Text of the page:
In a December 1895 issue of a Valley newspaper, the Western Chronicle, one E. J. Cogswell recalled the early days in this area. I have a typeset copy of Cogswell’s article, edited with footnotes and an index. This was a gift from the same person who gave me the 25 page Dennison article on Kentville in the 1870s.
The donor of the Dennison and Cogswell articles, who wishes to remain anonymous, tell me they aren’t sure who typeset, edited and indexed these mini-histories. However, they are much appreciated and will be put to good use. I plan to include excerpts from the articles in future columns and I’m sure readers keen on local history will enjoy reading them.
This week, from the Cogswell article, we take a peek at a humorous incident involving a man with the unusual surname of Bear. Cogswell wrote about early Kentville in his article and Mr. George Bear may have been what today we call the “village character.” The village or town Bear called home isn’t mentioned.
Cogswell begins his story about Mr. Bear with a description of Winkworth Chipman (born 1804 according to Eaton’s Kings County history where his name is spelled Winckworth). “He was the last of the old, big builders, and afterwards a carriage builder,” Cogswell writes. Chipman was a Justice of the Peace and writes Cogswell, “whatever may have been his defects in regard to a knowledge of the law, his proceedings were marked with great discretion and honesty.”
One of the curiosities of Chipman’s career, says Cogswell, was the famous case of the Queen against George Bear for selling intoxicating liquor without a license. “Mr. Chipman and B. H. Calkin sat at the court. Mr. Bear… was called upon for his defence when he arose and delivered himself as follows:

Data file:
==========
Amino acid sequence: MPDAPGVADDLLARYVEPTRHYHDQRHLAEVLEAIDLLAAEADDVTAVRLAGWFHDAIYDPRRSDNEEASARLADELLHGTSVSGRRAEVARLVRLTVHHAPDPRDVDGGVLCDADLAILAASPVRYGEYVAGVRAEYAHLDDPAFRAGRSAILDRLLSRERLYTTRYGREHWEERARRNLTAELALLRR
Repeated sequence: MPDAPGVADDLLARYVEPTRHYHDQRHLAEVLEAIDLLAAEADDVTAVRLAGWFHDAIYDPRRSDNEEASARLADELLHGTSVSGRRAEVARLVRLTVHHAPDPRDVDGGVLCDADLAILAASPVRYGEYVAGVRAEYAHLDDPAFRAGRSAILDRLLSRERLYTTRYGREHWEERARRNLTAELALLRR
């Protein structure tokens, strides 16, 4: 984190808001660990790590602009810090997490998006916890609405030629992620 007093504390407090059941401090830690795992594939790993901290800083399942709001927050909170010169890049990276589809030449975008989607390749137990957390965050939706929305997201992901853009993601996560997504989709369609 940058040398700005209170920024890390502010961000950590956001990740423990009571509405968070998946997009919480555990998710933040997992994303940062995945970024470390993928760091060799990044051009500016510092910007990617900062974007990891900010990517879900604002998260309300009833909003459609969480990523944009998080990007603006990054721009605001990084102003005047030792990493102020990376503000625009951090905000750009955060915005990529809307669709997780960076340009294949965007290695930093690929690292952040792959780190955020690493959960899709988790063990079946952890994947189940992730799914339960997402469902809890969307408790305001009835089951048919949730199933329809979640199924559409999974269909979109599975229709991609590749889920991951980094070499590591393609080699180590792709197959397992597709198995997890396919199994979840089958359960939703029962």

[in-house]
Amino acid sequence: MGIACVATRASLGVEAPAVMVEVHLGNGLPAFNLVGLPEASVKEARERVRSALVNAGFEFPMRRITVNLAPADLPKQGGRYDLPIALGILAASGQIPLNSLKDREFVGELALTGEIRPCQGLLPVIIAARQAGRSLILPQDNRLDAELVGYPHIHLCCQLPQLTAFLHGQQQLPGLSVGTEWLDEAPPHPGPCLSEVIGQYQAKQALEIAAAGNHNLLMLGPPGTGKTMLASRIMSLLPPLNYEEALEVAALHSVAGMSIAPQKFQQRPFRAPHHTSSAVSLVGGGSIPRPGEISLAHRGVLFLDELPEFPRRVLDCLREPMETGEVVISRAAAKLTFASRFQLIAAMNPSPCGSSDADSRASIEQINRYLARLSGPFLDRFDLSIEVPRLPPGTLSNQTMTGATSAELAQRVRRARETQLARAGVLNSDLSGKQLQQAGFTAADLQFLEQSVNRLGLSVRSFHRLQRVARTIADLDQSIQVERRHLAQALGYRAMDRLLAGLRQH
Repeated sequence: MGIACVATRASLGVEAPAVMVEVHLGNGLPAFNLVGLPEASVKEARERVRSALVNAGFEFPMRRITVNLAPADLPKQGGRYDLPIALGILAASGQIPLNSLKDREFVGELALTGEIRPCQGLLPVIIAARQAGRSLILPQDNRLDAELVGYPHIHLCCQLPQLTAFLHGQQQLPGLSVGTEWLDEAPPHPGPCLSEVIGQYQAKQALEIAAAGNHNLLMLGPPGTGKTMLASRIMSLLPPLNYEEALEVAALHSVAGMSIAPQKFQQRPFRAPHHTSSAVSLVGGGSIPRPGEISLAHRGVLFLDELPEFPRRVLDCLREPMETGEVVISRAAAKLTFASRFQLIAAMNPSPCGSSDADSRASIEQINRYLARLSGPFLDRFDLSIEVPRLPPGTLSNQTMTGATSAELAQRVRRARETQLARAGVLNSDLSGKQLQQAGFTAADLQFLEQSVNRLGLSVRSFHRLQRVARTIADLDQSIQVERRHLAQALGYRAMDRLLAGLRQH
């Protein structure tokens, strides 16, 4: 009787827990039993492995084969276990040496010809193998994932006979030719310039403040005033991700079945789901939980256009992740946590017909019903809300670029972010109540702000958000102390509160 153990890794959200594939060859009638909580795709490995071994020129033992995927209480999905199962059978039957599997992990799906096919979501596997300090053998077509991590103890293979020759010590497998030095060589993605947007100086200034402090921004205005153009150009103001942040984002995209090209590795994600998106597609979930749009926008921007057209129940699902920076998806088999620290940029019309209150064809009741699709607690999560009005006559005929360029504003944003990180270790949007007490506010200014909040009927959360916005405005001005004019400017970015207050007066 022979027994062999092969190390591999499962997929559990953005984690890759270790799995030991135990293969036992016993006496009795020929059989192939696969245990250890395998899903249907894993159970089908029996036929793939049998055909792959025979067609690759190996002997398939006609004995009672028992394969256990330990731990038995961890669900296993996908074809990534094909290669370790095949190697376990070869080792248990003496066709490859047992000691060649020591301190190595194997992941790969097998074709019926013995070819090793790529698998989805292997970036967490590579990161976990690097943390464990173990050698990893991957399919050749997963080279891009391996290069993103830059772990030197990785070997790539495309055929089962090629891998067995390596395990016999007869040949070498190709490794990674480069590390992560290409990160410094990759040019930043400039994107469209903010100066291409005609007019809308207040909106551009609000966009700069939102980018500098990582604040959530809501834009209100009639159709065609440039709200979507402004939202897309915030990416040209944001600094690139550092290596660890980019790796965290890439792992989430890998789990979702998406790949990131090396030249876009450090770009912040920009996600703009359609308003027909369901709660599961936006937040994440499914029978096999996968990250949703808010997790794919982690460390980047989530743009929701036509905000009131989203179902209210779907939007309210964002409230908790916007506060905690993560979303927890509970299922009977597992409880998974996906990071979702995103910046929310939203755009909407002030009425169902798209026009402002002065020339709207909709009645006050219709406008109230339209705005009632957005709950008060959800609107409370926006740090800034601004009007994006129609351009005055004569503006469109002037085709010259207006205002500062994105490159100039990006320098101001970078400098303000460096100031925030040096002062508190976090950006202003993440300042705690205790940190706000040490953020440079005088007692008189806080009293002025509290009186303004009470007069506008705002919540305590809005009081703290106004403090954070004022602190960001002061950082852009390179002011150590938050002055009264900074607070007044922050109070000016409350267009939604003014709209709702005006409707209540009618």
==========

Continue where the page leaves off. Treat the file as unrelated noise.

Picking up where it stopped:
‘Your worships I have been summoned here for selling intoxicating liquor. Now your worships the people in England gets this liquor from the West Indies and they make it one quarter water. The merchants in Halifax gets it from England and they make it one quarter water. Mr. … gets it from Halifax and then he makes it one quarter water. Then I gets it from Mr. … and I makes it one quarter water. Now your worships I would like to know where the toxication comes in.’
“Old George evidently thought he had shown that there was no intoxicating liquor sold by him at all, ” Cogswell continued. “The Justices seemed to think that there might be a little, but they were not prepared to say how much, so they adjourned the court to take time to consider.”
Cogswell says that Chipman and Calkin “considered so long and so carefully that George Bear died, as did also Mr. Chipman before judgement was given.”
Cogswell apparently had a fine sense of humour. “I intimated to Mr. Calkin once,” Cogswell said, “that he still considered himself a quorum (and) for the benefit of jurisprudence, he should go on and settle the knotty question (regarding George Bear).”
But, Cogswell concluded, “he also went on considering until he too died and the case is still subjudice (undetermined and still before the court) without any judice (judge).”